Not even in France would a 30-hour work week be considered full-time, yet Obamacare says 30-hours is full time.  Unfortunately, that means working families are seeing fewer hours, and in turn, reduced wages.  In advance of this week’s consideration of the Save American Workers Act (H.R. 2575), here’s a new video (first for bloggers) that highlights the devastating impact of this rule on people from coast to coast.

Restoring Wages to Working, Middle-Class Families

Please consider sharing this video with your readers and followers.  And as always, please let me know if you have questions or need more info.


Newsmax - NH Gets a "D" Grade For Charter School Support

Three States Get Failing Grade for Charter School Laws

More than half of U.S. states earn a grade of C or below for their charter school laws — and just five earn an A, according to a new report.

"With the length of the average charter school waiting list increasing to nearly 300 students, there absolutely needs to be a sense of urgency around creating strong charter school laws that will accelerate the pace of growth to meet demand," said Kara Kerwin, president of the Center for Education Reform (CER), which released the 15th edition of its Charter School Laws Across the States report.

And Alison Consoletti, the CER's executive vice president and lead author of the report, said: "While it is true the charter school sector in the United States has grown at a steady, linear pace since the first charter school law was passed in 1991, we know the highest charter school enrollment growth is in jurisdictions with strong charter school laws."

The CER assigns a numerical value to four major charter school law components that have an impact on the creation and development of charters:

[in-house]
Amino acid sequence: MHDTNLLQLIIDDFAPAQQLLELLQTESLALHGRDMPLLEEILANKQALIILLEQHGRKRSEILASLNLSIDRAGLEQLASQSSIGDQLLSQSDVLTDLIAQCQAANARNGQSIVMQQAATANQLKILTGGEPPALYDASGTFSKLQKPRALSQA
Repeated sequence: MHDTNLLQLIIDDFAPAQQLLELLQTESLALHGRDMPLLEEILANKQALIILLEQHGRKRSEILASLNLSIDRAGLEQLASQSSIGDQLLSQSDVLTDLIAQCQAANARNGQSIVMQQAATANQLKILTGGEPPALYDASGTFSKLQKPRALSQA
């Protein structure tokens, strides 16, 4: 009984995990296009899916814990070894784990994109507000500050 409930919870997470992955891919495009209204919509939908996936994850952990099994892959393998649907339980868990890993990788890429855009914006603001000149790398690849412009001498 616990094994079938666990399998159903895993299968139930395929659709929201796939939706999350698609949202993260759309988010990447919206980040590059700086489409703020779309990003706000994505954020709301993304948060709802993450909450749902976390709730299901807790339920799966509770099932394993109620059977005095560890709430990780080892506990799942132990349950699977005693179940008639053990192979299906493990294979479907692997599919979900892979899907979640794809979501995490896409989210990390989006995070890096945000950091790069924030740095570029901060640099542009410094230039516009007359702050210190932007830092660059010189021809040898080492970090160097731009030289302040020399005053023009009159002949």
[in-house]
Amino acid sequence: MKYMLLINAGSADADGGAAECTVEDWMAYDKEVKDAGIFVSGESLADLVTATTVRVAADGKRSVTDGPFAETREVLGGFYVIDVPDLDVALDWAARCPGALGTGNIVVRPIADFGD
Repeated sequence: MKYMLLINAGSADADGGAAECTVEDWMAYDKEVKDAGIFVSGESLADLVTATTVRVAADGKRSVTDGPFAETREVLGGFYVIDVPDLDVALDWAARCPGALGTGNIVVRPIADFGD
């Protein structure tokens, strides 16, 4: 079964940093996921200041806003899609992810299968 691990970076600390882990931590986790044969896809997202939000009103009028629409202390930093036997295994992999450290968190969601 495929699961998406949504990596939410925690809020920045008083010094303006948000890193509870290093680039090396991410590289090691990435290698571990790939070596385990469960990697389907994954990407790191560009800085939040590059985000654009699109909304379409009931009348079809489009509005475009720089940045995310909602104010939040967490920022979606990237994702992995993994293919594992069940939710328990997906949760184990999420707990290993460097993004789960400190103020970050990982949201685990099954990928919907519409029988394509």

• ·  Multiple authorizers — does the school board authorize charters, or does the state permit independent authorizers to create and manage charter schools.
  • ·  Number of schools allowed — is the number capped and do the caps impede the growth of charters.
  • ·  Operations — how much independence do charter schools and teachers have.
  • ·  Equitable funding — do charters receive the same amount of money for each student and do they receive financial support from the same sources as other public schools.

States also gain or lose points according to their accountability and how well they implement the law.

These rules must be codified in law, "otherwise they fall prey to the whims of politicians," Kerwin said. "We are seeing this play out right now in New York City under Mayor Bill de Blasio," who announced plans to slash funding for charter schools.

Among the 43 states (including the District of Columbia) that have charter school laws, five receive an A grade from the CER: Minnesota, Indiana, Michigan, Arizona, and the District of Columbia. They all receive high marks for multiple authorizers and number of schools allowed.

States receiving a B grade are New York, Florida, California, Colorado, Idaho, Utah, Missouri, South Carolina, and Wisconsin.

Eight states earned a grade of D: Rhode Island, Illinois, Arkansas, New Hampshire, Alaska, Connecticut, Maryland, and Wyoming.

Virginia, Iowa, and Kansas received an F grade from the Center. They scored very poorly in teacher freedom and school district autonomy.

The other 18 states got a C grade.

Mississippi showed the biggest improvement from last year, moving from an F to a C. Arizona rose from a B to an A, and Wisconsin improved from a C to a B.

"As the nation celebrates 20-plus years of charter schools, history suggests state laws need to be modeled after success, not theory," Kerwin said. "There should be no excuses from elected officials now that we have powerful evidence of what works."